Database market moves more and more to the cloud

Database market moves more and more to the cloud

The database market will increasingly move to the cloud in the future, says analyst agency Gartner. Three quarters of all database deployments to the cloud are expected to be made within three years.

According to Gartner, there are also few companies that still return to on-premise environments, writes Silicon Angle. The on premise market is disappearing more and more as cloud-based options become more popular.

New deployments

The cloud is becoming more popular not only because of its Software-as-a-Service model, but also because the databases used for analytical purposes are useful. Gartner expects that customers with an exponential growth rate will deploy new applications and migrate existing assets to the cloud.

These deployments include, for example, data warehouses and data lakes, but also artificial intelligence, analytics and machine learning workloads. According to Gartner, only 5 percent of these deployments are likely to return to on premise environments one day.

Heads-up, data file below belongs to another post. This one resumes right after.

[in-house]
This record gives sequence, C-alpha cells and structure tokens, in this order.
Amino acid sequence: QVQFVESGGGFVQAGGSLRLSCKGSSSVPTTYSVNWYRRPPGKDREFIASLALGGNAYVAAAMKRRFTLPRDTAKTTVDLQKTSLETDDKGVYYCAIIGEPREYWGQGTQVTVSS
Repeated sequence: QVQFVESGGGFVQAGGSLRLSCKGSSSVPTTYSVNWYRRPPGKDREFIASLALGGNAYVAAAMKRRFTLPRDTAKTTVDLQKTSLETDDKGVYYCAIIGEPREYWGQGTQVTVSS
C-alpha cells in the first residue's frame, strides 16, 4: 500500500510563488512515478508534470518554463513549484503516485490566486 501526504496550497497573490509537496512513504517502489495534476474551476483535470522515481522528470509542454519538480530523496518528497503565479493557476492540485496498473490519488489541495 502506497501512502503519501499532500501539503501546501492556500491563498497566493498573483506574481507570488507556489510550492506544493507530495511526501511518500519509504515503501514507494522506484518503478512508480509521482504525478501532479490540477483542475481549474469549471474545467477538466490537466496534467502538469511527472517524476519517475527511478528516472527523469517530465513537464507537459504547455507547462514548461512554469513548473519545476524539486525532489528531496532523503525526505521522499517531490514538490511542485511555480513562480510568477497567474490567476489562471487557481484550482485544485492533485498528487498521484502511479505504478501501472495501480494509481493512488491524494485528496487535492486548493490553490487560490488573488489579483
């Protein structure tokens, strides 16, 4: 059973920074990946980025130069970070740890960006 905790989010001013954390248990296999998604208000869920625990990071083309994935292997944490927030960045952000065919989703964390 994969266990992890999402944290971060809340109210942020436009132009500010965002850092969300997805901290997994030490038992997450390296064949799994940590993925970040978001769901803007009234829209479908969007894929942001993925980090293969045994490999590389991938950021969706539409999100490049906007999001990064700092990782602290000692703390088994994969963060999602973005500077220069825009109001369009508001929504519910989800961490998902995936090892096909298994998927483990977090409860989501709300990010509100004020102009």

Cloud services can sometimes be more expensive than on premise solutions, but they also come with several advantages. It is no longer necessary to manage the infrastructure and workloads can be scaled up or down more quickly. According to Gartner, the cloud is more often seen as safer.

On premise

There are still on premise database systems that are growing, for example those of Oracle, IBM and Microsoft. However, this momentum does not come from new deployments, but more often from forced upgrades that are intended to prevent risks, according to Gartner. The vast majority of new deployments are made in the cloud.

Worldwide, the turnover from database management systems grew by 18.4 percent in 2018 to 46 billion dollars. Cloud systems accounted for 68 percent of that growth. AWS and Microsoft earn the most from this. Together, they account for 75.5 percent of all growth in cloud databases.

This news article was automatically translated from Dutch to give a head start. All news articles after September 1, 2019 are written in native English and NOT translated. All our background stories are written in native English as well. For more information read our launch article.